Opposition Leader Bernard Grech said on Sunday, without a hint of irony, that his Party is the only opposition to the Labour government.
Grech said this during a fundraising telethon asking for donations from the public to address the massive debts the PN faces despite owing millions in taxes to the public purse.
He said it a day after an NGO reclaimed public land in Comino, a protest that garnered wide support from the public on an issue that has plagued the country for years and on which neither political party has acted.
Grech’s belief that the PN is the only thing standing between the government and an absolute lack of accountability, follows MP Joe Giglio’s comments on a radio programme interpreted as belittling the efforts of civil society – efforts that led to the downfall of the seemingly-invincible Joseph Muscat.
The grandstanding over the PN’s role as the only counter to the Labour government continues to isolate the Party from potential supporter bases keen on an effective political alternative to the rampant corruption and the resulting impact on people’s quality of life. Civil society groups have had to fend for themselves, mounting challenges to the current government while the opposition has spent the last few years lost in its own problems.
Since Grech took over the Party in August 2020, following Adrian Delia’s ousting, the Party’s bitter internal divisions have evidently not been resolved, with several Party activists and candidates handing in resignations before, during and after the 2022 general elections.
Besides the Party’s lack of internal unity, it also failed to build a real alternative to the Labour Party, a fact mirrored in the way in which the population shifted away from the major parties during the last general elections.
The Shift’s analysis of the results obtained by the traditional parties shows that the Labour Party’s voter base shrank by 8,000 since 2017, while the Nationalist Party’s voter base shrank by more than 12,000. Abstentions nearly doubled, from 31,191 to 59,727.
Crucially, the PN has chosen the path of the Labour Party, aligning itself with big business and lobby groups while failing to acknowledge or address the increasing frustrations expressed by NGOs representing citizens’ concerns and committed to anti-corruption and pro-environment campaigns.
A key moment in which the Opposition’s vulnerability to ties with big business was exposed was the fact that Ray Bezzina, Grech’s former right-hand man and key Party strategist during the 2022 general elections, went straight to DB Group right after he resigned from his position.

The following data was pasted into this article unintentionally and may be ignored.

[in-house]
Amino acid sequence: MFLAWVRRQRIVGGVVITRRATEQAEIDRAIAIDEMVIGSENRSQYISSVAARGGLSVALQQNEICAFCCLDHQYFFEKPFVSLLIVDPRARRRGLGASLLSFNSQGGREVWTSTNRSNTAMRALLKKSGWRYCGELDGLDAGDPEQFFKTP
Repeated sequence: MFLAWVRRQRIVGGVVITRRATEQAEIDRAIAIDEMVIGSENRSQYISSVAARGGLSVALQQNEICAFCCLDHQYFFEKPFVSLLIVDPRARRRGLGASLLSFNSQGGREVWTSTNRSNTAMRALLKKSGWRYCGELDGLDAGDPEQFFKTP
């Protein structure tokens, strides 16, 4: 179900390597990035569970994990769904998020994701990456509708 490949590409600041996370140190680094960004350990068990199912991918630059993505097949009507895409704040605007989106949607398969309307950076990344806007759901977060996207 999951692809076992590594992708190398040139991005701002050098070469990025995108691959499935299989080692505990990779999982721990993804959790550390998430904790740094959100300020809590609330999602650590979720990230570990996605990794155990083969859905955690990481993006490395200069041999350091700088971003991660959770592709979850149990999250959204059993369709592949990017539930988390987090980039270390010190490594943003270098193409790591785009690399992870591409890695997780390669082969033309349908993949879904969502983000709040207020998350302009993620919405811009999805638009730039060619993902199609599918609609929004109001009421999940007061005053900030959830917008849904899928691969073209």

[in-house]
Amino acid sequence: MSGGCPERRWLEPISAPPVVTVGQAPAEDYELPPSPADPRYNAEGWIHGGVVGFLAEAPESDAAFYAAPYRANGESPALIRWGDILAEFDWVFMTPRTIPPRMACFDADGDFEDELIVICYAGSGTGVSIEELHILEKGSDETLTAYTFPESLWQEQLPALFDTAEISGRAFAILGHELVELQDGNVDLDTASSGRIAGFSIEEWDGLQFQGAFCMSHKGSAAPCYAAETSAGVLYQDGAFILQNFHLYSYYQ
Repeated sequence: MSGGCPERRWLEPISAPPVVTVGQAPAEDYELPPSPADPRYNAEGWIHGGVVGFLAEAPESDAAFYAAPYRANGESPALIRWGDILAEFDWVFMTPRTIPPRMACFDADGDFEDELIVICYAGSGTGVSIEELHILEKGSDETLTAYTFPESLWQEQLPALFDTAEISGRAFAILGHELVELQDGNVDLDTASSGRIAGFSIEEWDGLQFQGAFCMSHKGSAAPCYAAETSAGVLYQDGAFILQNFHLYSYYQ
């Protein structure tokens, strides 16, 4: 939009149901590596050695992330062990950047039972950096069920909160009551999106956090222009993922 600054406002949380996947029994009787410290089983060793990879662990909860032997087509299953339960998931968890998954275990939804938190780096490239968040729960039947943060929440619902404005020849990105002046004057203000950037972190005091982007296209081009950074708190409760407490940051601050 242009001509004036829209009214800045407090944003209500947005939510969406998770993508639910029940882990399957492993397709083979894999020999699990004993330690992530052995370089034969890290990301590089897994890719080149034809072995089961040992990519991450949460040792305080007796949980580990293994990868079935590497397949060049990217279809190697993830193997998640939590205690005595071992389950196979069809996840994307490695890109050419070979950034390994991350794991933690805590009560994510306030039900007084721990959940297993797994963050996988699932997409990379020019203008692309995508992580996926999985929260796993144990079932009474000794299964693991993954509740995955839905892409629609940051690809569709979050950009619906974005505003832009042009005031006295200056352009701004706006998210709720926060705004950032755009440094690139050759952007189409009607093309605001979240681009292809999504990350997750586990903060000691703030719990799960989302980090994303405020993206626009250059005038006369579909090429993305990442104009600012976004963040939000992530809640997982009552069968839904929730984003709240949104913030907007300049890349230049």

The Party’s closeness with DB Group was called out when the Party failed to condemn the €274 million Saint Vincent de Paule contract. Following a damning National Audit Office (NAO) report saying the contract was downright “illegal”, neither of the two major parties committed to cancel it altogether.
The fallout from the spat between former PN MP Jason Azzopardi and Grech did little to further the Party’s credibility among voters since Azzopardi, known for his anti-corruption crusading, alleged that the PN had taken hush money meant to ensure that a pardon for Daphne Caruana Galizia murder suspect Yorgen Fenech would be considered favourably by a future PN government.
Grech has denied the claims, but the lack of transparency on political party funding makes it close to impossible to verify. Grech refused to answer specific questions from The Shift on the matter.
While the PN in opposition has had its shining moments, in particular its multiple attempts at passing legislation lifted directly from the recommendations of the Daphne Caruana Galizia public inquiry and the multiple judicial proceedings started at the opposition’s behest in relation to major corruption cases, it has been evidently unable to successfully carry causes forward.
Instead, the PN, under Grech’s leadership, insists on distancing itself from government critics and civil society movements successfully highlighting corruption and abuse, adopting the Labour Party’s narrative, as though the actions of civil society to hold the government to account were an inconvenient truth for an opposition that wants to get elected rather than a cause it should take up in the public interest.
One of the best examples of the PN’s failure to align with civil society was the PN’s decision to appease the hunting and trapping lobby by declaring its support for the practice in spite of European Commission infringement proceedings against Malta over its continued defiance of European law.
The PN failed to take a strong position against Malta’s golden passports scheme, also facing infringement proceedings by the European Commission.
Similarly, the Opposition unconvincingly attempted to sit on the fence when it failed to slam the opening of the floodgates of over-development since the Labour Party was elected in 2013, saying at most that a balance needs to be struck between development and the environment.
On a multitude of issues, the PN’s position has been weak, at best. On crucial issues, it has been silent, preferring to focus on its own survival than carry forward the demands of civil society. The increasing popularity of civil society movements and the public support they enjoy should serve as a lesson to the PN. Instead, it complains it’s no longer in the limelight.